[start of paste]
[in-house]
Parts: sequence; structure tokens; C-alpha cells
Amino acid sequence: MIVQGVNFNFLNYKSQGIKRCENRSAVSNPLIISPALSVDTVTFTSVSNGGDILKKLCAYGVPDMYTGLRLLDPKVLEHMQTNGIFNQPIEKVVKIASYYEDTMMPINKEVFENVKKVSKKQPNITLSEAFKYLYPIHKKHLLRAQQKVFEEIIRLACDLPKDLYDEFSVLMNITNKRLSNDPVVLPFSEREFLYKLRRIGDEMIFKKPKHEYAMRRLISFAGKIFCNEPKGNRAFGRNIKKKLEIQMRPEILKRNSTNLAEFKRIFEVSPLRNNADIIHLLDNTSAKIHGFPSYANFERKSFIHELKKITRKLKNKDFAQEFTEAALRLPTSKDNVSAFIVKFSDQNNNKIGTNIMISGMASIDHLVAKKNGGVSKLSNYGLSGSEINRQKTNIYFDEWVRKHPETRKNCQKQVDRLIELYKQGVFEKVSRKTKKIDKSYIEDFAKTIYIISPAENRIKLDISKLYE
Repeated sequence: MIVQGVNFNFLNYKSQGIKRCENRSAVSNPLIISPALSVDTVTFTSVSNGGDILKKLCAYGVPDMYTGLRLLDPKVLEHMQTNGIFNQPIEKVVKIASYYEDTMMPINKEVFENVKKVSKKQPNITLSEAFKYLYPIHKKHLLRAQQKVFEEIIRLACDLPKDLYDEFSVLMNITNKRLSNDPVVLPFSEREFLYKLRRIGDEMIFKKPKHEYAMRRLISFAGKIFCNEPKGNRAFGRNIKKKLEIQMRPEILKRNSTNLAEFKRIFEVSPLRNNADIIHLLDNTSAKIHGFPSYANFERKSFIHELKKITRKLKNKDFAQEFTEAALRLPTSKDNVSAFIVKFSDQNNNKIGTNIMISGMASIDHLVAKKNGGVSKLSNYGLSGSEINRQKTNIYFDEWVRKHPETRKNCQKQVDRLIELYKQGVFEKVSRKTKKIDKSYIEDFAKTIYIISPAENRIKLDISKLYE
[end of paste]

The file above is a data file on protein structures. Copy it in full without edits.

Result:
[in-house]
Parts: sequence; structure tokens; C-alpha cells
Amino acid sequence: MIVQGVNFNFLNYKSQGIKRCENRSAVSNPLIISPALSVDTVTFTSVSNGGDILKKLCAYGVPDMYTGLRLLDPKVLEHMQTNGIFNQPIEKVVKIASYYEDTMMPINKEVFENVKKVSKKQPNITLSEAFKYLYPIHKKHLLRAQQKVFEEIIRLACDLPKDLYDEFSVLMNITNKRLSNDPVVLPFSEREFLYKLRRIGDEMIFKKPKHEYAMRRLISFAGKIFCNEPKGNRAFGRNIKKKLEIQMRPEILKRNSTNLAEFKRIFEVSPLRNNADIIHLLDNTSAKIHGFPSYANFERKSFIHELKKITRKLKNKDFAQEFTEAALRLPTSKDNVSAFIVKFSDQNNNKIGTNIMISGMASIDHLVAKKNGGVSKLSNYGLSGSEINRQKTNIYFDEWVRKHPETRKNCQKQVDRLIELYKQGVFEKVSRKTKKIDKSYIEDFAKTIYIISPAENRIKLDISKLYE
Repeated sequence: MIVQGVNFNFLNYKSQGIKRCENRSAVSNPLIISPALSVDTVTFTSVSNGGDILKKLCAYGVPDMYTGLRLLDPKVLEHMQTNGIFNQPIEKVVKIASYYEDTMMPINKEVFENVKKVSKKQPNITLSEAFKYLYPIHKKHLLRAQQKVFEEIIRLACDLPKDLYDEFSVLMNITNKRLSNDPVVLPFSEREFLYKLRRIGDEMIFKKPKHEYAMRRLISFAGKIFCNEPKGNRAFGRNIKKKLEIQMRPEILKRNSTNLAEFKRIFEVSPLRNNADIIHLLDNTSAKIHGFPSYANFERKSFIHELKKITRKLKNKDFAQEFTEAALRLPTSKDNVSAFIVKFSDQNNNKIGTNIMISGMASIDHLVAKKNGGVSKLSNYGLSGSEINRQKTNIYFDEWVRKHPETRKNCQKQVDRLIELYKQGVFEKVSRKTKKIDKSYIEDFAKTIYIISPAENRIKLDISKLYE